Objective—To assess different components of the
extracellular matrix with regard to their thermal properties,
composition, and turnover in ruptured cranial
cruciate ligaments (CCLs) of dogs, compared with
components of intact CCLs from a breed predisposed
to CCL failure.
Sample Population—Ruptured CCLs obtained from
8 dogs of breeds predisposed to ruptured CCLs and
intact CCLs from 12 cadaveric Labrador Retrievers.
Procedure—Ruptured and intact CCLs were analyzed
for water content; collagen content and collagen
cross-links were evaluated via hydroxyproline and
amino-acid analyses, respectively. Glycosaminoglycan
(GAG) content was analyzed via dimethylmethylene
blue and uronic acid assays. Matrix metalloproteinases
(MMPs)-2 and -9 and the tissue inhibitors of metalloproteinases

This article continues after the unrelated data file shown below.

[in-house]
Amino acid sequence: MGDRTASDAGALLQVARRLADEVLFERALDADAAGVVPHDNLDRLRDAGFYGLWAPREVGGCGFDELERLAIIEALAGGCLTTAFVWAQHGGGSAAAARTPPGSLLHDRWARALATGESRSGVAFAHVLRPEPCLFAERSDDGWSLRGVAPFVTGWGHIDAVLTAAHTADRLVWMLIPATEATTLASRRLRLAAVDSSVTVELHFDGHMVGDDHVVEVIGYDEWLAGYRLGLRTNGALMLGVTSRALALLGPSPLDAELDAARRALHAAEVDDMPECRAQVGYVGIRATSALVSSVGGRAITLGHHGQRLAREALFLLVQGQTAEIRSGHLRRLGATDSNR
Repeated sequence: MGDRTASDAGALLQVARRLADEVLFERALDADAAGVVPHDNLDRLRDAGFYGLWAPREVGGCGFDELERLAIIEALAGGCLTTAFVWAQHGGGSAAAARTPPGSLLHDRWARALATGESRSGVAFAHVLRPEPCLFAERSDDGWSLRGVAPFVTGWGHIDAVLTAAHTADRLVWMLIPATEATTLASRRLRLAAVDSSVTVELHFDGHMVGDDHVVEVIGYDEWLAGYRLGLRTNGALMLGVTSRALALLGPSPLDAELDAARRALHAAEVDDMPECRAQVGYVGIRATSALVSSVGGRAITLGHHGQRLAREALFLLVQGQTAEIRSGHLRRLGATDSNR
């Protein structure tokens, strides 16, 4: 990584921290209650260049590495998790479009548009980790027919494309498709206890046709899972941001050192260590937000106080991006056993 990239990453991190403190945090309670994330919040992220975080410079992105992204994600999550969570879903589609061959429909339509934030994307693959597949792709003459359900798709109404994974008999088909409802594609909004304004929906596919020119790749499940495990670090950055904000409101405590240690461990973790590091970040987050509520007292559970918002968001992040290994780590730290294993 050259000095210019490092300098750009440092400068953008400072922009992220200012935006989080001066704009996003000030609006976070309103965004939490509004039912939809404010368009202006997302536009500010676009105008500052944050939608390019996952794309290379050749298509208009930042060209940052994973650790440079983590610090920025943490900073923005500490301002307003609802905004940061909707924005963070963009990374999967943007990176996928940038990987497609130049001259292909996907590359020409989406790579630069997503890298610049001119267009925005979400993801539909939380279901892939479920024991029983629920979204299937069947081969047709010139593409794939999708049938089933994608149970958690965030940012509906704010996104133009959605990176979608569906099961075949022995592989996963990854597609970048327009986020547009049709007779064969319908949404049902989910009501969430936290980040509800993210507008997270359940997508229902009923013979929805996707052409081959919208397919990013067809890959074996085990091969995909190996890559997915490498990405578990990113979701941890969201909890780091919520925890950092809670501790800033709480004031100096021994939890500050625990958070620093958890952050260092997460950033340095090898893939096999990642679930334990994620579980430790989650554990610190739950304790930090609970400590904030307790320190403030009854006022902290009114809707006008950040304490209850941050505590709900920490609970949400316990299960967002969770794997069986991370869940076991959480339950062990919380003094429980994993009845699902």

(TIMPs)-1 and -2 were detected via
gelatin SDS-PAGE zymography and reverse gelatin
zymography. Thermal analysis of ligaments was performed
by use of differential scanning calorimetry.
Results—Ruptured CCLs had significantly higher lamounts
of immature cross-links, total and sulfated GAGs,
and water content, compared with that of the intact ligaments.
Compared with intact CCLs, concentration of
pro–MMP-2 was significantly higher in ruptured CCLs;
the maximum temperature of collagen denaturation
was significantly lower in the ruptured CCLs.
Conclusions and Clinical Relevance—The extracellular
matrix of ruptured CCLs had an increased matrix
turnover indicated by increased collagen and GAG synthesis,
compared with that of intact CCLs. Although
the extracellular matrix changes may have occurred
before ligament rupture, it is possible that these
observed changes may be part of a reparative process
after rupture. (Am J Vet Res 2004;65:1136–1141)